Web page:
EnhancedResources: added to The Toolkit
Backyard Science title; pattern made of digital illustrations of baseball bats, hockey sticks, and badminton equipment
Our Movin’ & Groovin’ Bodies
With the Olympics coming up this summer, I thought it would be a great time to think about how our bodies work while exercising and playing sports!
3D rendering of an anatomical heart

ur bodies are remarkable creations of God. He has designed every part and function of our body for a purpose. As we look closer at what happens to our body when we exercise or play sports, we see the amazing features our Creator has given our bodies so we stay safe and healthy as we run, jump, swim, and enjoy physical activities.

Let’s uncover the incredible processes God has designed into our bodies that happen without us even noticing. Get ready to discover the hidden wonders of how your body keeps up with all your fun and games!

The Beat Goes On
When we exercise, our heart rate changes to help our body keep up with the increased demand for oxygen and energy. Have you ever noticed that your heart beats faster when running around your yard, jumping rope, or playing sports? That’s because your heart works hard to supply your muscles with the oxygen and nutrients they need to keep moving.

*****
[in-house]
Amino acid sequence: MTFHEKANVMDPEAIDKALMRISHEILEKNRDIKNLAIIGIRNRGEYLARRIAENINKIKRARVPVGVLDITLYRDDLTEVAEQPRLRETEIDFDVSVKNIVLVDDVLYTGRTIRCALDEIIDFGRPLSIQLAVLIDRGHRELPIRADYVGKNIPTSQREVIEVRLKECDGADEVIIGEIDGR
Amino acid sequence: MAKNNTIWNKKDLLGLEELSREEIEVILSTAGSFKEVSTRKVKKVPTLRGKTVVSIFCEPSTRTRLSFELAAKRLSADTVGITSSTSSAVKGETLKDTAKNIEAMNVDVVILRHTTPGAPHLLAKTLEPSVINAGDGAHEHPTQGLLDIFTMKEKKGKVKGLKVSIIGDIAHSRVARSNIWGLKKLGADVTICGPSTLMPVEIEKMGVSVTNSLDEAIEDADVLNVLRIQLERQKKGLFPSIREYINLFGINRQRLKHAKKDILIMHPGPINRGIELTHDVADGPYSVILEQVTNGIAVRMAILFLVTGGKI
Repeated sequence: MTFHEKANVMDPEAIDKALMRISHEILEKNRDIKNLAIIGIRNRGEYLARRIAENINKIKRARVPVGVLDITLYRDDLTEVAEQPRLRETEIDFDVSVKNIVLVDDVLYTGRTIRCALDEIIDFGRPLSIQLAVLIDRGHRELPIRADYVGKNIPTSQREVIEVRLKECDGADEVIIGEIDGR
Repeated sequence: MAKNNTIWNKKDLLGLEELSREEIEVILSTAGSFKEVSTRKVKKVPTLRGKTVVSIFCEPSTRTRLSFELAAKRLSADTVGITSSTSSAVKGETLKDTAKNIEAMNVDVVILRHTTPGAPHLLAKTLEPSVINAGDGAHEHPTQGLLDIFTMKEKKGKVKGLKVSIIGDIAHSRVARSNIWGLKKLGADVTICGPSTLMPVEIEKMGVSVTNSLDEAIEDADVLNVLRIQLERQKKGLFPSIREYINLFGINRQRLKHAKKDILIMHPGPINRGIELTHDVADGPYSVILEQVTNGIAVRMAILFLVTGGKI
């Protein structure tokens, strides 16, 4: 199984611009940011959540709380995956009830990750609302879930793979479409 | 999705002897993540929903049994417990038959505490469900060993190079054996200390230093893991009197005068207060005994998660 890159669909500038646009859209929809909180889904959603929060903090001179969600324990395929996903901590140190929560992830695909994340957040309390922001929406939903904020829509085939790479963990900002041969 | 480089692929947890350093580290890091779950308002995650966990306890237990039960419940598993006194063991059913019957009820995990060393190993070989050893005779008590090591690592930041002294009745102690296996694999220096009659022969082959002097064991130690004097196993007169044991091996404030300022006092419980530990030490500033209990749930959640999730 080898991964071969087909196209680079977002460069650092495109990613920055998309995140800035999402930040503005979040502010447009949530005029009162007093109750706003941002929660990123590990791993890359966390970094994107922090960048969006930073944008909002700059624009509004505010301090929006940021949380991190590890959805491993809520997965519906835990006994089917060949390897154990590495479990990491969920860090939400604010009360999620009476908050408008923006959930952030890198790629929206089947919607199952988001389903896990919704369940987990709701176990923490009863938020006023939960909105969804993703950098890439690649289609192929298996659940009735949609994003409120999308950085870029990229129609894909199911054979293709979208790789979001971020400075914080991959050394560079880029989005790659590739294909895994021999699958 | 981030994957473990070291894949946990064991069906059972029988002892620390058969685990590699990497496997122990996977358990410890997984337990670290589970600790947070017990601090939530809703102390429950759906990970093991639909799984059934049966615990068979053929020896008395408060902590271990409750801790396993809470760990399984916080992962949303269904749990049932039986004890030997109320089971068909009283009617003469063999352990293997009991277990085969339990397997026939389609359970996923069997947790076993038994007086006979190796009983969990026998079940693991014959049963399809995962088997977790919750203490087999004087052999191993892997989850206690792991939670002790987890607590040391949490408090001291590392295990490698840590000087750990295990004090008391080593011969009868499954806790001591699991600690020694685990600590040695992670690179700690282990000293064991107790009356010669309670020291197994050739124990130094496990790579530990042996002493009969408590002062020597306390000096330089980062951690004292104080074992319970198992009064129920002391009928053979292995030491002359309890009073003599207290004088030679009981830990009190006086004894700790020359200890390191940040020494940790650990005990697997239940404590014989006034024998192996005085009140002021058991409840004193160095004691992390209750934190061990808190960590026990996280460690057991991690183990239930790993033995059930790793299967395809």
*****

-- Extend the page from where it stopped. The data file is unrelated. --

The heart is like a pump that pushes blood throughout our bodies. Our muscles need more blood to get extra oxygen and nutrients when we exercise. To meet this demand, the heart beats faster and harder, increasing our heart rate. This allows more blood to be pumped into the muscles, helping them work efficiently.

Our bodies are remarkable creations of God. He has designed every part and function of our body for a purpose.
However, the heart is not the only part of our body involved in regulating heart rate during exercise. The lungs play a crucial role, too. As our muscles work harder during exercise, they need more oxygen. The lungs take in more air and remove the needed oxygen from it. Our blood takes that oxygen and delivers it to the muscles. This oxygen-rich blood is pumped by the heart to the muscles, helping our muscles do their job.

Another important body part involved in regulating our heart rate is the brain. Based on the body’s needs, the brain sends signals to the heart to speed up or slow down. When we exercise, the brain tells the heart to beat faster to supply the muscles with more oxygen. This coordination between the brain, heart, and muscles ensures that our body functions efficiently during physical activity.